keywords = "Brain imaging, Delay discounting, Methamphetamine",
author = "Hoffman, {William F.} and Schwartz, {Daniel L.} and Marilyn Huckans and Bentson McFarland and Gal Meiri and Alexander Stevens and Suzanne Mitchell",
year = "2008",
month = "12",
doi = "10.1007/s00213-008-1261-1",
language = "English (US)",
volume = "201",
pages = "183--193",
journal = "Psychopharmacology",
issn = "0033-3158",
publisher = "Springer Verlag",
number = "2",

}

TY - JOUR

T1 - Cortical activation during delay discounting in abstinent methamphetamine dependent individuals

AU - Hoffman, William F.

AU - Schwartz, Daniel L.

AU - Huckans, Marilyn

AU - McFarland, Bentson

AU - Meiri, Gal

AU - Stevens, Alexander

AU - Mitchell, Suzanne

PY - 2008/12

Y1 - 2008/12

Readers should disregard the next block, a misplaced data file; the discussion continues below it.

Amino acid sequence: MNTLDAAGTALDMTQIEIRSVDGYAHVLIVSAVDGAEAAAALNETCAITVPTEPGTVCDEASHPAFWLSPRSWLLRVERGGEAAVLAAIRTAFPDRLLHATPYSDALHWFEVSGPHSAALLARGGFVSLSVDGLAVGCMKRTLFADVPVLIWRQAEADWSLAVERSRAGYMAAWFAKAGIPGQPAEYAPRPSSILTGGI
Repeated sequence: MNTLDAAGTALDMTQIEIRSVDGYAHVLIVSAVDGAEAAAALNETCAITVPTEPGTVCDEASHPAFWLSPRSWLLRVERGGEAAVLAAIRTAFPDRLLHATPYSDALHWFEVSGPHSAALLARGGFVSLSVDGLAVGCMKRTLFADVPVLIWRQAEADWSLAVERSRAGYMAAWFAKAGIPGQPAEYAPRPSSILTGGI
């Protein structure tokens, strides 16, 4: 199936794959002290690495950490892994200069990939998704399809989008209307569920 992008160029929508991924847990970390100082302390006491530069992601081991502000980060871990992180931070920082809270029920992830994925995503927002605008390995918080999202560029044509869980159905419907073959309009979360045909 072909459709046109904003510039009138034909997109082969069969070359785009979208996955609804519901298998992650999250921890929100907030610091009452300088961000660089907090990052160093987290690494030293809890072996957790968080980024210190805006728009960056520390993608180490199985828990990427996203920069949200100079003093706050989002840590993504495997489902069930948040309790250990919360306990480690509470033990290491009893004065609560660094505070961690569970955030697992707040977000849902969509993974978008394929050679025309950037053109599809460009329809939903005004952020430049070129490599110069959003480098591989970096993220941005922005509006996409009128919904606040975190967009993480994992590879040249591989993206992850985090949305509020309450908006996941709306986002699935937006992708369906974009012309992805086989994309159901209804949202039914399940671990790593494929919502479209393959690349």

N2 - Background: Methamphetamine (MA)-dependent individuals prefer smaller immediate over larger delayed rewards in delay discounting (DD) tasks. Human and animal data implicate ventral (amygdala, ventral striatum, ventrolateral prefrontal cortex insula) and dorsal (dorsolateral prefrontal cortex, dorsal anterior cingulate cortex and posterior parietal cortex) systems in DD decisions. The ventral system is hypothesized to respond to the salience and immediacy of rewards while the dorsal system is implicated in the process of comparison and choice. Methods: We used functional Magnetic Resonance Imaging to probe the neural correlates of DD in 19 recently abstinent MA-dependent patients and 17 age- and gender-matched controls. Results: Hard DD choices were associated with greatest activation in bilateral middle cingulate, posterior parietal cortex (PPC), and the right rostral insula. Control subjects showed more activation than MA patients bilaterally in the precuneus and in the right caudate nucleus, anterior cingulate cortex (ACC), and dorsolateral prefrontal cortex (DLPFC). Magnitude of discounting was correlated with activity in the amygdala, DLPFC, posterior cingulate cortex and PPC. Conclusions: Our findings were consistent with a model wherein dorsal cognitive systems modulate the neural response of ventral regions. Patients addicted to MA, who strongly prefer smaller immediate over larger delayed rewards, activate the dorsal cognitive control system in order to overcome their preference. Activation of the amygdala during choice of delayed rewards was associated with a greater degree of discounting, suggesting that heavily discounting MA-dependent individuals may be more responsive to the negative salience of delayed rewards than controls.